If you’re right and the share price rises above $48 before your call expires, you can execute the option and make money from the difference.

But if the reverse happens and the price falls under $48, you can ignore the options contract. All you’ll lose is the option premium.

Put Options

A put option is the opposite of a call option. It gives you the right to sell a stock at the agreed-upon strike price for a certain time period.

Put options are a little more complicated than call options. This is because you have to own the underlying security to execute the contract.

What happens if you don’t have the underlying asset? You can just sell the put contract because the time value has some monetary worth.

Put Option Example

Suppose you predict Company X’s stock price will trend down in a few months. In anticipation, you buy a call option to sell 100 shares of Company X stock at $36 per share two months from now.

This gives you a price floor and lets you sell shares at $36 each if the price falls past that strike price. Afterward, you can buy them back at the lower current price.

So, what happens if the price goes up instead? You can just ignore the contract and only lose the premium. This is an options strategy called ‘hedging.’

Read this guide to learn more about how to trade options!

Use Cases of Call and Put Options

tim sykes and mark croock selfie in 2023
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When should you trade calls, and when should you trade puts? Here’s a simple breakdown:

  • You buy calls when you expect a stock to rise in price. When the stock price rises above the strike price, you can execute the call at the strike price and profit from the difference.
  • You buy puts when you expect a stock to fall in price. Puts are the inverse of calls. You buy them when you see a downtrend in the stock, and want to lock in a higher price.
  • You can also sell calls and puts before expiration. There are various reasons that traders sell options — to recoup a premium, because they don’t agree on the underlying asset’s prospects with the option buyer, or to pull off complicated options strategies like the iron condor.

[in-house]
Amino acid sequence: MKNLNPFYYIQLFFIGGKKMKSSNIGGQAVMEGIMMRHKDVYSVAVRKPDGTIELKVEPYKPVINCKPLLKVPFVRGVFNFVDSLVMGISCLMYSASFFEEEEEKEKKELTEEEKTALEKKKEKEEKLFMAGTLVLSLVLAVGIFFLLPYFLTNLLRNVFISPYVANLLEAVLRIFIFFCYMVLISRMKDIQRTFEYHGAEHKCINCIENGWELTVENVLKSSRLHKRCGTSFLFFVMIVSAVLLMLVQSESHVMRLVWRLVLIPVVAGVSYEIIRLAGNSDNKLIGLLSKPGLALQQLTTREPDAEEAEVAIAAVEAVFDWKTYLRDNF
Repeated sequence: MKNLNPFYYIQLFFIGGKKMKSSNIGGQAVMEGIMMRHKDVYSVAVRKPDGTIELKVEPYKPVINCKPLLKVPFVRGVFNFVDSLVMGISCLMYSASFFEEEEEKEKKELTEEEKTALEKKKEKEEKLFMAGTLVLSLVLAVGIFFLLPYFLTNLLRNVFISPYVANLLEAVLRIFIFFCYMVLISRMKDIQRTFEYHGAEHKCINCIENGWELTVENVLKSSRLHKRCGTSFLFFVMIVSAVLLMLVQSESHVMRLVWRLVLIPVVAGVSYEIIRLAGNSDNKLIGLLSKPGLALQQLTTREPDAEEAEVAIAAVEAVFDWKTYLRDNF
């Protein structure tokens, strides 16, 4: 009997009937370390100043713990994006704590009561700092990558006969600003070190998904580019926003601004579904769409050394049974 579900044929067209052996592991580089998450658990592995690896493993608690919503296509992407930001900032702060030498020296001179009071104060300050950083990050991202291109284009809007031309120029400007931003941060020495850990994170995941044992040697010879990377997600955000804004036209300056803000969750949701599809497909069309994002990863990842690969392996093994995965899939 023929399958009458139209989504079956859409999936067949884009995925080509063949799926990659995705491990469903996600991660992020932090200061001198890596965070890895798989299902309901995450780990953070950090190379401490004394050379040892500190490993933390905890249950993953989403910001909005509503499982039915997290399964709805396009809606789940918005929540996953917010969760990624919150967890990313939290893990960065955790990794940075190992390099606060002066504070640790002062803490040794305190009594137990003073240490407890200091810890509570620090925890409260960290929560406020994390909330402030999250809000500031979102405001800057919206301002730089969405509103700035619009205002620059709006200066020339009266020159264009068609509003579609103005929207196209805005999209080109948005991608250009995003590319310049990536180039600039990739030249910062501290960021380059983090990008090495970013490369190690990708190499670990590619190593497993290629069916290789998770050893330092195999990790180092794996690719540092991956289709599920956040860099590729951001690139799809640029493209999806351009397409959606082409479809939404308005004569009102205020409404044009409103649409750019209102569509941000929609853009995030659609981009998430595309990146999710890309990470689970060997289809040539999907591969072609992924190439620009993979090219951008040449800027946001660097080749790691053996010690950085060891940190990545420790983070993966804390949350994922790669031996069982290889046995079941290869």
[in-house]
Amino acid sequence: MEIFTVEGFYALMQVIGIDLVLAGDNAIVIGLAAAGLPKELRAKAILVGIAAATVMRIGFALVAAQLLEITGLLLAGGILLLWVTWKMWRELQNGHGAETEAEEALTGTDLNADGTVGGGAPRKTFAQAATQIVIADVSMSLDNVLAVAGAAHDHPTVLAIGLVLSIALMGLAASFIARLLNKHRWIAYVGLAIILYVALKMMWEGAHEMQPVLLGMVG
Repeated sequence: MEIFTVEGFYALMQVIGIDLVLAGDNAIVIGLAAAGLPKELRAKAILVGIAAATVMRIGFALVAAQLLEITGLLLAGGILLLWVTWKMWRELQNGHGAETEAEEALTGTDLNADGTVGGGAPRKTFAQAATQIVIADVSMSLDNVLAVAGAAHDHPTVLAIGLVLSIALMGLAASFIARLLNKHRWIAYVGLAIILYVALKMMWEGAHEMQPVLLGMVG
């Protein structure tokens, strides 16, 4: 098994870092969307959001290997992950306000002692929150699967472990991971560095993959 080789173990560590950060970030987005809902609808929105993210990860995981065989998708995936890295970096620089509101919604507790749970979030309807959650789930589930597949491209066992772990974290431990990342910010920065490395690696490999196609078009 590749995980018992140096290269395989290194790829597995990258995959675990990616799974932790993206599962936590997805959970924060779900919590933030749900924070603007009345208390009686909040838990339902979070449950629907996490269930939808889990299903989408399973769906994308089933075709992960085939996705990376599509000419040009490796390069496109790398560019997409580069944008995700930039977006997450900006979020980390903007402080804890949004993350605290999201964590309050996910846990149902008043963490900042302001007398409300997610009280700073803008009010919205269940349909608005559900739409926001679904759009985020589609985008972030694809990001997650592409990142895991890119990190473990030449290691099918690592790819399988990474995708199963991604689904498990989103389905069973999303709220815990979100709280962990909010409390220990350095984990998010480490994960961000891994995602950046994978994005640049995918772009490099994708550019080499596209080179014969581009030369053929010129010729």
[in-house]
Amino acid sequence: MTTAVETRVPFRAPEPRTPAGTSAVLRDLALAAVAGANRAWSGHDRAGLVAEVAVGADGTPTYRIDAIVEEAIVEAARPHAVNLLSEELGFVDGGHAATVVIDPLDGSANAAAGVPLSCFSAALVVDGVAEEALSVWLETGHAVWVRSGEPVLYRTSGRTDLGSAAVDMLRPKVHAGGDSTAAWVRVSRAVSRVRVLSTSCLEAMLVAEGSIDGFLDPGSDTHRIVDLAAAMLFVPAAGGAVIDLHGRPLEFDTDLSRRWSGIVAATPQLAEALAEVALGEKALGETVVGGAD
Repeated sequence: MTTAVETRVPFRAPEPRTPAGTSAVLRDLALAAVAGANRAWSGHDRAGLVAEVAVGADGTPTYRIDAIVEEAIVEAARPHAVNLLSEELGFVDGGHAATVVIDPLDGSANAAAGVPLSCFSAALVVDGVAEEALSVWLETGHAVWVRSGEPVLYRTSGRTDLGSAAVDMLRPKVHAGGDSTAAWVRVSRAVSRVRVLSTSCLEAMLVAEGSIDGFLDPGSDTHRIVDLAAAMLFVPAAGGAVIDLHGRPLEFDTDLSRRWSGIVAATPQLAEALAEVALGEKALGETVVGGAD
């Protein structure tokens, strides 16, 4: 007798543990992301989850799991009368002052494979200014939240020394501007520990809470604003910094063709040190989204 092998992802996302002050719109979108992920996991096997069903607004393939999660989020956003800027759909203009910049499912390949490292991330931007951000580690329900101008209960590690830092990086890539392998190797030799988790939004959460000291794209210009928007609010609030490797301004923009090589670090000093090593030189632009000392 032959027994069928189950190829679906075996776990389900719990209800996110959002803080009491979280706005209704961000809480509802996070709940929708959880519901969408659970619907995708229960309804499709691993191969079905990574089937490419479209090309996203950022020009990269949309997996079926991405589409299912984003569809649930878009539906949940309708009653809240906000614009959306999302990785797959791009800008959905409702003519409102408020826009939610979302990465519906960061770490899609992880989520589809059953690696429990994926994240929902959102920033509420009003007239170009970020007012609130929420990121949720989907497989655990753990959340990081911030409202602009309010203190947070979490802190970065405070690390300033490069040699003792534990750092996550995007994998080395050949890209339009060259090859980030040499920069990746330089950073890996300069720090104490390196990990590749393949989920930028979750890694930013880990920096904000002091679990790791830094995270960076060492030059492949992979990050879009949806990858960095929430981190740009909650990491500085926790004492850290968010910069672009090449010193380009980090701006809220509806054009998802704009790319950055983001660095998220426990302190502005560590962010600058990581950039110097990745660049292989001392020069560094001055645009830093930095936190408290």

It only gets more complex from there! When you’re building your options strategy, investing in your knowledge account should be the first step.

Check out my former student Mark Croock’s Evolved Trader program to learn from a proven options trader!


How Options Trading Works: FAQs

Read on for some more questions you might be asking...

Is options trading actually profitable?

Options trading can be profitable -- just ask $3.9 million trader Mark Croock. He made most of his career earnings from options trading. He teaches the strategies that helped him become profitable in his Evolved Trader program. Visit to learn more.

Can beginners trade options?

Beginners can do options trading -- but newbies don't have a great track record of becoming profitable. I recommend having a good understanding of trading before getting into options.
Follow these rules to stay safe:
• Don't blindly follow other people's trades.
• Study, study, study!
• Make your own watchlists and plan your own trades.
• Record your options trades for future review.
Learning to trade options is a marathon, not a sprint. Try to get 1% better every single trading day. Visit to learn more.

What is the safest option strategy?

There's no 'safest' option strategy because there's always risk in trading. Covered calls and puts expose you to the least risk. Visit to learn more.

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Comments (1)
Author imageTimothy Sykes
Hey Everyone,

As many of you already know I grew up in a middle class family and didn't have many luxuries. But through trading I was able to change my circumstances --not just for me -- but for my parents as well. I now want to help you and thousands of other people from all around the world achieve similar results!

Which is why I've launched my Trading Challenge. I’m extremely determined to create a millionaire trader out of one my students and hopefully it will be you.

So when you get a chance make sure you check it out.

PS: Don’t forget to check out my 30 Day Bootcamp, it will teach you everything you need to know about trading.